It is very difficult to predict future farm-gate milk price, as long-term price predictions are often inaccurate, according to Piet Boer.

Speaking at the Positive Farmer’s Conference in Co. Cork recently, the Chairman of FrieslandCampina said that making predictions on milk price is difficult due to market influences.

“Trying to make a prediction on the world market price is a tough job. There are so many influences, such as the climate and political disturbances.

“These two factors are the main drivers of world dairy market prices.”

He said that milk price can be accurately predicted for up to three months, but after this period the accuracy of the prediction drops.

We can predict the milk price for three months in advance. After six-to-seven months the accuracy of this prediction drops. After a year, there is too much uncertainty to give a full insight.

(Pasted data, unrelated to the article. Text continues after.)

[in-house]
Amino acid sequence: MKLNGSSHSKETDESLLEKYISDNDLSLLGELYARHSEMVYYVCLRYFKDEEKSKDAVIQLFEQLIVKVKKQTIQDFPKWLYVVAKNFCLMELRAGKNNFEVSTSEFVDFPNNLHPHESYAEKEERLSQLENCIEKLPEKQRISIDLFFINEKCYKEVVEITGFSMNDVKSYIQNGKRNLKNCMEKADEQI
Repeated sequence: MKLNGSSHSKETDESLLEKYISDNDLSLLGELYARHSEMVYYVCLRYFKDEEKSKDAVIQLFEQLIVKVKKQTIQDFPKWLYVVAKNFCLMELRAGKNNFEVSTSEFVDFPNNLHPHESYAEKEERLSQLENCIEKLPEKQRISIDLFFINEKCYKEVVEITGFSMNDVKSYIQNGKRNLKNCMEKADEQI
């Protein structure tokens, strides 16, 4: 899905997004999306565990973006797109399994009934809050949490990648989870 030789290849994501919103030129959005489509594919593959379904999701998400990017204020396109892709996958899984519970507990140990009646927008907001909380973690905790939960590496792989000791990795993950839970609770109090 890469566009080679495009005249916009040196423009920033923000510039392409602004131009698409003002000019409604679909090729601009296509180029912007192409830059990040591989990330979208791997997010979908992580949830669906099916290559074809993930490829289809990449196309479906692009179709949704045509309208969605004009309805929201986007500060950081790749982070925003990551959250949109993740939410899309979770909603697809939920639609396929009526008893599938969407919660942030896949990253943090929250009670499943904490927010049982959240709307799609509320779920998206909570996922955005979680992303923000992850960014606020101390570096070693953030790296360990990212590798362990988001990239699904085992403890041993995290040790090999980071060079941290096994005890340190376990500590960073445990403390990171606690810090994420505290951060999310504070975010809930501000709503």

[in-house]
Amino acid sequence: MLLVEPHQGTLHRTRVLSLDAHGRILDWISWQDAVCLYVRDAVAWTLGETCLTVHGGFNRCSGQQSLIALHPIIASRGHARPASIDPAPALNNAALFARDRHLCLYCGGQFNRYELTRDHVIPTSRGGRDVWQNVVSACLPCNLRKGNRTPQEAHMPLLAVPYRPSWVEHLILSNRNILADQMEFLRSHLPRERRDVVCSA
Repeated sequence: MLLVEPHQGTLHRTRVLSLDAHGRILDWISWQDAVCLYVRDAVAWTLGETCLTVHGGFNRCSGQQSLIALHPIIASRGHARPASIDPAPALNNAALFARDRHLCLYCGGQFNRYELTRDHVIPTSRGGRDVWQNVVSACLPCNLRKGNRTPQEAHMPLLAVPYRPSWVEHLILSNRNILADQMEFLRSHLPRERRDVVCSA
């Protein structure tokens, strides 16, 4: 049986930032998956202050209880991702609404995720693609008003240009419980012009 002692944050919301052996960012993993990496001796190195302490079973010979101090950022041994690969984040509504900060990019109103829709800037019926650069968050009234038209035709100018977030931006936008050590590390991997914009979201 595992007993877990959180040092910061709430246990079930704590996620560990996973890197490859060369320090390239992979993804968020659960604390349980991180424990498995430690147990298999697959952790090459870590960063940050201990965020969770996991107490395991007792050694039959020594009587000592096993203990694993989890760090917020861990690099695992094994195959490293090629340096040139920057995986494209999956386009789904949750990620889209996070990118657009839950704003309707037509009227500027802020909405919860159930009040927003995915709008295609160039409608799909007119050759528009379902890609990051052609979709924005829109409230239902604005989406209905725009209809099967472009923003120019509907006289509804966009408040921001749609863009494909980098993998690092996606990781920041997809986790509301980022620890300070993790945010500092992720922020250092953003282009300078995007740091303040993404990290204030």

He said that world market price volatility is the new reality for dairy production and this volatility looks set to stay.

Dairy farms across New Zealand, the US and Europe must adapt to this volatility to meet the world market price, he said.

New Zealand is the world’s biggest surplus dairy supplier followed by the EU. Europe is currently in growth mode and it is supplying more milk to the world market.”

However, he said that dairy farmers in Europe need to receive a higher milk price than their counterparts in New Zealand, due to the varying nature of the two production systems.

Farmers in Europe will need a better milk price than farmers in New Zealand to maintain profit on farms.

The future of milk production

Dairy farmers face three major challenges in the future, he said. These challenges are a growing world population, aging farmers and the scarcity of natural raw materials.

The scope of dairy farming must change, he said, giving priority to the safety and quality of dairy products produced.

He said that one of the major obstacles facing dairy farmers is sustainability.

Boer also said that oil price could have an impact on the world dairy prices, as a low oil price hurts the consumers incomes in the countries which produce oil, especially in the middle East.

However, despite all of these challenges, he said that there is still a positive future for dairy farmers as demand worldwide dairy demand looks set to increase by 2% in the coming years.